math/money reasoning issue, Not a spam PleaseStarted by 5 months ago●6 replies●latest reply 4 months ago●151 views
I am lost in reasoning the following joke:
Posted on Quora by Lynda Clarke
THE £50 pound note
It's a slow day in the town and the streets are deserted. Times are tough, everybody is in debt, and everybody is living on credit.
A tourist visiting the area drives through the town, stops at a hotel, and lays a £50 pound note on the desk saying he wants to inspect the rooms upstairs to pick one for the night. As soon as he walks upstairs, the hotel owner grabs the note and runs next door to pay his debt to the butcher.
(now... pay attention)
The butcher takes the £50 and runs down the street to repay his debt to the pig farmer. The pig farmer takes the £50 and heads off to pay his bill to his feed supplier.
The guy at the supplier takes the £50 and runs to pay his debt to the local prostitute, who has also been facing hard times and has had to offer her "services" on credit.
Now, the hooker rushes to the hotel and pays off her room bill with the hotel owner.
The hotel proprietor then places the £50 back on the counter so the traveler will not suspect anything.
At that moment the traveler comes back down the stairs, stating that the rooms are not satisfactory, picks up the £50 pound note and leaves.
No one produced anything and no one earned anything!
However... the whole village now thinks that they are out of debt and there is a false atmosphere of optimism and glee!
And that, my friends, is how a government works!
I think the joke is there's only faulty reasoning going on.
The whole story can be condensed down to: The hotel owner forgave a £50 debt.
I don't see anything related to the government's monetary policy in that statement.
The joke writer perhaps needs to take an intro to macroeconomincs course and learn about the the velocity of money and money supply; both of those are influenced by governments - certainly supply in most economies could be considered controlled by. But those really doesn't apply here.
I was hoping by the time I got to the end of my comment I could think of a punch line to make it in to an actual joke...maybe add while wearing a clown costume?
Yes, that is true, but also, the other debts have been extinguished! The net state of the world has indeed affected several people . . that's money flow.
The only problem is that your story misses one thing (and probably what you are missing too) : the hotel owner is a thief !
The man visiting the room NEVER gave him the money : he just left it on the counter for the time he was visiting the room. So in fact, the hotel owner paid something with money he does not own. However, all the other people paid their debt with money they got "honnestly"
So technically, there is a -50 pounds at the beginning of the round, not 0. That's where the math trick is.
If you want, I have another story of the same kind :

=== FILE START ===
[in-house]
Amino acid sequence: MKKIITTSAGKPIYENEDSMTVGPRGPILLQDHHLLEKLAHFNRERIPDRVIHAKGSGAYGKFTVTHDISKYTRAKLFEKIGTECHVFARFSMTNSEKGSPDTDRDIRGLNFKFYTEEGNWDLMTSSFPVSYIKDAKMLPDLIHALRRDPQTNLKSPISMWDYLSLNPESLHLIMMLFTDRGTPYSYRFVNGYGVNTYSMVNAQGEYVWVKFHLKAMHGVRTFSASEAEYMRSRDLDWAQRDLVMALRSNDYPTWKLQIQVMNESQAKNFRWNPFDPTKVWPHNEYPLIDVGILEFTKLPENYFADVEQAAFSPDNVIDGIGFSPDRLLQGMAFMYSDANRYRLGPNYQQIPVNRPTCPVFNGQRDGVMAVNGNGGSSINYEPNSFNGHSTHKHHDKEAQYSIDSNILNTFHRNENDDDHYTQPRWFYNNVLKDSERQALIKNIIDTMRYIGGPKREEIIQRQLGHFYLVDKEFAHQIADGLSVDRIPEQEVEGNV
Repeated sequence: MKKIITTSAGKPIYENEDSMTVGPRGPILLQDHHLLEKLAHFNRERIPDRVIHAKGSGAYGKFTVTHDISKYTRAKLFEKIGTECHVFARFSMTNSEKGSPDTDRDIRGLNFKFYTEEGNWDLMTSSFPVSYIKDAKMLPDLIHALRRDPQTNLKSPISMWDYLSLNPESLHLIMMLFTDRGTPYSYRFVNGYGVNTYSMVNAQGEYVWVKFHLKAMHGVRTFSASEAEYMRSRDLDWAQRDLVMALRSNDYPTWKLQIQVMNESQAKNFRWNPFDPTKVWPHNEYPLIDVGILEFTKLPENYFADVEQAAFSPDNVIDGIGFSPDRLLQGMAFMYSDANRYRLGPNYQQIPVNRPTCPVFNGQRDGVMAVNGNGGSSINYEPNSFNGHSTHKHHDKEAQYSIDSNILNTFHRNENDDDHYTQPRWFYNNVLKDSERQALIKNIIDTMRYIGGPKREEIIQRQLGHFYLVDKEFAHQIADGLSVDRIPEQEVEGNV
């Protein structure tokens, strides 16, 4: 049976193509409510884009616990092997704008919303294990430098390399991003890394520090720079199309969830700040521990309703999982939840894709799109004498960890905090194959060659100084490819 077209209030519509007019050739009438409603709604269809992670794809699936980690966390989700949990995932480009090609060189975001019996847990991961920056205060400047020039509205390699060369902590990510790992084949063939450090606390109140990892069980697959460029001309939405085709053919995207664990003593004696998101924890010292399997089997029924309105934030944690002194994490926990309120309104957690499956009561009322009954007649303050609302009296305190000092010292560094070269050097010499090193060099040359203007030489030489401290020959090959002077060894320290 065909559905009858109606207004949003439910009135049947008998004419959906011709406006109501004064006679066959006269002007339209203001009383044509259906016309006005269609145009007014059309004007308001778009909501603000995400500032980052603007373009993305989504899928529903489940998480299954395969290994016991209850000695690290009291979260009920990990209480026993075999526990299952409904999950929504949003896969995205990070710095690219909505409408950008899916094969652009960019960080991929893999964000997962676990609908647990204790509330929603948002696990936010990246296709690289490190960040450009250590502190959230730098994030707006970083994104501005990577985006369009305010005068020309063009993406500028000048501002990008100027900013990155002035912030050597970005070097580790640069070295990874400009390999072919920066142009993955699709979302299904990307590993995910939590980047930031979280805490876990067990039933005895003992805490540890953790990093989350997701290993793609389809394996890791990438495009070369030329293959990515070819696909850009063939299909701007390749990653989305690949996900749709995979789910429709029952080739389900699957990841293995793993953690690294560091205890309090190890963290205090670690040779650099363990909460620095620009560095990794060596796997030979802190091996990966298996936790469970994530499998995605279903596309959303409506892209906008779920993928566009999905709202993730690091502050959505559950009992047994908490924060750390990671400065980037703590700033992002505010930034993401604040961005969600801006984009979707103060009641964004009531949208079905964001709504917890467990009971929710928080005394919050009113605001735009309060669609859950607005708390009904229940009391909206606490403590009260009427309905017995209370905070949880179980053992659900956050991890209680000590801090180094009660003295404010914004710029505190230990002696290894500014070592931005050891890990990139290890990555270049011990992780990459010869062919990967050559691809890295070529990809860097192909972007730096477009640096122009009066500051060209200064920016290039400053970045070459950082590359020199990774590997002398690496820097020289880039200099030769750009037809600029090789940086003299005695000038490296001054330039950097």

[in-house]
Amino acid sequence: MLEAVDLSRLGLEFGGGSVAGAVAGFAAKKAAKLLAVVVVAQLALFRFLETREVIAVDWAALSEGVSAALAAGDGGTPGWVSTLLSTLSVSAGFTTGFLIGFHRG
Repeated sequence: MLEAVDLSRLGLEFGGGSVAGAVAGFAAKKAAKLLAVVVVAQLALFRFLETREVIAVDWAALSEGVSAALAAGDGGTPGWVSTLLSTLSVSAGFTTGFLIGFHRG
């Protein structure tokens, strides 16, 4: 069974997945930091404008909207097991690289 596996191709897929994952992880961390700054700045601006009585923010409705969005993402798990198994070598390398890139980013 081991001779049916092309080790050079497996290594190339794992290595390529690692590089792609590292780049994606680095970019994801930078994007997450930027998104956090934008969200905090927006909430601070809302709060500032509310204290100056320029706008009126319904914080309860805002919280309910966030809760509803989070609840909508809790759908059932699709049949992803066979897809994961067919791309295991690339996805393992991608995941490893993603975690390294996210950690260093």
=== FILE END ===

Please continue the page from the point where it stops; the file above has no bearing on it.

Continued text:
A man enters in a bar and asks for a cocktail. The waiter brings him the cocktail and at this moment the man refuses it and says "sorry, I ordered a cocktail, but I wanted a whisky". The waiter turns back with the cocktail and brings the man a glass of whisky.
The man drinks the whisky, then stands up and leave. The bar owner then calls him saying "hey, you did not pay for the whisky!" The man answers "of course, I got it in place of the cocktail". The bar owner then says "you did not pay the cocktail too". And the man replies as he leaves "I did not have to pay it, I did not drink it"
Try to find where the math error is...
(Beside this, lamabrew is right : I don't see what the government related stuff has to do in such a forum...)
No - all the debts in the loop cancel out with or without the £50 note. All the £50 note does is act as a token that circulates and ‘clears’ the accounting. The hotel owner is not a thief since the visitor leaves with his £50. The whole debt cancellation could have been worked with a circulating iou instead
That sounds plausible indeed.
The only issue I disagree with is the final conclusion saying "No one produced anything..." they all did their work based on promise.
It is fascinating that we use money everyday but we do not quite understand its actual meaning.
>> the whole village now thinks that they are out of debt...
They not only think they are out of debt, they are out of debt. However, because the debt was circular there was no effective debt in the system to begin with.
A owes B 1$, and
B owes C 1$, and
C owes A 1$, then
(1) nobody really owes anybody, but
(2) since nobody can see the entire system (imagine this being billions of people with billions of transactions), money is awfully convenient. I think and hope that was kind of the point of the story, maybe.
I don't think there was any false sense of optimism and glee. Everybody was a borrower and everyone was a lender, okay.